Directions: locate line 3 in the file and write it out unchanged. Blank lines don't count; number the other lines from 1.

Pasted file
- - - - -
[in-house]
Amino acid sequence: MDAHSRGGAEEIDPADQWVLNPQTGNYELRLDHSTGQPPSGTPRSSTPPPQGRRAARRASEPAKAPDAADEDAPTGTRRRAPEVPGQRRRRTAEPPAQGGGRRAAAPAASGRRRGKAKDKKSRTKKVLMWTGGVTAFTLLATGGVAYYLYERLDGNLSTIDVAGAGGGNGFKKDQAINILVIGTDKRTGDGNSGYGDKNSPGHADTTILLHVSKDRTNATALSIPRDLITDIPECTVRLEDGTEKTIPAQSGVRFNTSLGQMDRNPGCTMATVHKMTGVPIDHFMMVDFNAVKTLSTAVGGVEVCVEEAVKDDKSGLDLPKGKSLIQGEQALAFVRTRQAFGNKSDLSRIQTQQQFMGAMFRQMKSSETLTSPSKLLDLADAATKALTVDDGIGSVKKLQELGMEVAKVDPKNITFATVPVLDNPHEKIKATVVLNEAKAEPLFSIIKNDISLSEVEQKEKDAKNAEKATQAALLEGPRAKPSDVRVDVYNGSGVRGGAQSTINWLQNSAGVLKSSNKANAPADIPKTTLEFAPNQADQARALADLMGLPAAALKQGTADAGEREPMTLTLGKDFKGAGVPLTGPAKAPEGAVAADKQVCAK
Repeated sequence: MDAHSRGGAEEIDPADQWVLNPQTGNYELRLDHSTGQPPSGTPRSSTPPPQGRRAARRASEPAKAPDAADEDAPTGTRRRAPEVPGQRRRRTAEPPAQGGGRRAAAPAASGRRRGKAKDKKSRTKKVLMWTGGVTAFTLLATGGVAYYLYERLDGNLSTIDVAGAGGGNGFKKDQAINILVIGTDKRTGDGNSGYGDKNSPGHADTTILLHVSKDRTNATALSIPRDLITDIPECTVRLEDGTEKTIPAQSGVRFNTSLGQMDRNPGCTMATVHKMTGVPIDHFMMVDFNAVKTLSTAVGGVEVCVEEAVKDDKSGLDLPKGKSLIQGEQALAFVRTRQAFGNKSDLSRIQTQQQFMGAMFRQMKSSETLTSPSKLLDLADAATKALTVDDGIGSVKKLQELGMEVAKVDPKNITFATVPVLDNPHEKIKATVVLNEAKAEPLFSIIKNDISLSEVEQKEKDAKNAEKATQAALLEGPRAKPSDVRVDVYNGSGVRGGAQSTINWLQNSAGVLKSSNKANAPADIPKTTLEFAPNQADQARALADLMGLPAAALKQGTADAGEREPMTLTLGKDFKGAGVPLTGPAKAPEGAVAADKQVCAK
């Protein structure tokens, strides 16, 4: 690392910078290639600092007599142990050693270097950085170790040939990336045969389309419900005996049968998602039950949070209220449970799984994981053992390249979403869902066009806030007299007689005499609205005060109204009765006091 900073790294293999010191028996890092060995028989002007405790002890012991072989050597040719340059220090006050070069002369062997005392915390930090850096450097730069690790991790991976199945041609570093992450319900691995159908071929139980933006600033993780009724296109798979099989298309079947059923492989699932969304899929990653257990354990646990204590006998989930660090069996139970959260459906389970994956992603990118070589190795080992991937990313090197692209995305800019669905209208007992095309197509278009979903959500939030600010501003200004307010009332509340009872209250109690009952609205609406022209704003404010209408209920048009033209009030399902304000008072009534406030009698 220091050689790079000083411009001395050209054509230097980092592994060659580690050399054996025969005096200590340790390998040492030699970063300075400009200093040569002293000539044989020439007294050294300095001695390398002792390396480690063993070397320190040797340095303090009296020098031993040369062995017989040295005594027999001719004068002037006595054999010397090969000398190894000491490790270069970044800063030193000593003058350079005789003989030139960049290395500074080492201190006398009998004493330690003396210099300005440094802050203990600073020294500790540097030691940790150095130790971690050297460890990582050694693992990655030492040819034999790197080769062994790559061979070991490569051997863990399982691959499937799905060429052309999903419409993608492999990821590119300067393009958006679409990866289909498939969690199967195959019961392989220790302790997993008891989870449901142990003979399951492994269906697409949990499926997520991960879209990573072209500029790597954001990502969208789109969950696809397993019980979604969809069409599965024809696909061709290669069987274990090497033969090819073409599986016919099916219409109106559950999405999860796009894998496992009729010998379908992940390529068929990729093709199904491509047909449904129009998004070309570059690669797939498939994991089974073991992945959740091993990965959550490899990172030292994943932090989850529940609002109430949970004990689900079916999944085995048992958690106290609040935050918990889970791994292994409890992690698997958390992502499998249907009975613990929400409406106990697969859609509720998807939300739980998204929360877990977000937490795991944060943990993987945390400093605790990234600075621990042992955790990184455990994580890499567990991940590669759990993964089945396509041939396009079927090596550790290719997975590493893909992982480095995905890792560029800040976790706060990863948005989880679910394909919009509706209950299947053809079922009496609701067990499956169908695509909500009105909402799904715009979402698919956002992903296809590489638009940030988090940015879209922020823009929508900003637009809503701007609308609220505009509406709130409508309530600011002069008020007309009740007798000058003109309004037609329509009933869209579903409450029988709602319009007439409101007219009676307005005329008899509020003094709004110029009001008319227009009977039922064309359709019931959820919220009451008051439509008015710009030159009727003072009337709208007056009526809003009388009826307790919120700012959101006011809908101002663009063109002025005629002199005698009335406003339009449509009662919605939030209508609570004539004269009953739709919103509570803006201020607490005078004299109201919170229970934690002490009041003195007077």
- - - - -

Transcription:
Repeated sequence: MDAHSRGGAEEIDPADQWVLNPQTGNYELRLDHSTGQPPSGTPRSSTPPPQGRRAARRASEPAKAPDAADEDAPTGTRRRAPEVPGQRRRRTAEPPAQGGGRRAAAPAASGRRRGKAKDKKSRTKKVLMWTGGVTAFTLLATGGVAYYLYERLDGNLSTIDVAGAGGGNGFKKDQAINILVIGTDKRTGDGNSGYGDKNSPGHADTTILLHVSKDRTNATALSIPRDLITDIPECTVRLEDGTEKTIPAQSGVRFNTSLGQMDRNPGCTMATVHKMTGVPIDHFMMVDFNAVKTLSTAVGGVEVCVEEAVKDDKSGLDLPKGKSLIQGEQALAFVRTRQAFGNKSDLSRIQTQQQFMGAMFRQMKSSETLTSPSKLLDLADAATKALTVDDGIGSVKKLQELGMEVAKVDPKNITFATVPVLDNPHEKIKATVVLNEAKAEPLFSIIKNDISLSEVEQKEKDAKNAEKATQAALLEGPRAKPSDVRVDVYNGSGVRGGAQSTINWLQNSAGVLKSSNKANAPADIPKTTLEFAPNQADQARALADLMGLPAAALKQGTADAGEREPMTLTLGKDFKGAGVPLTGPAKAPEGAVAADKQVCAK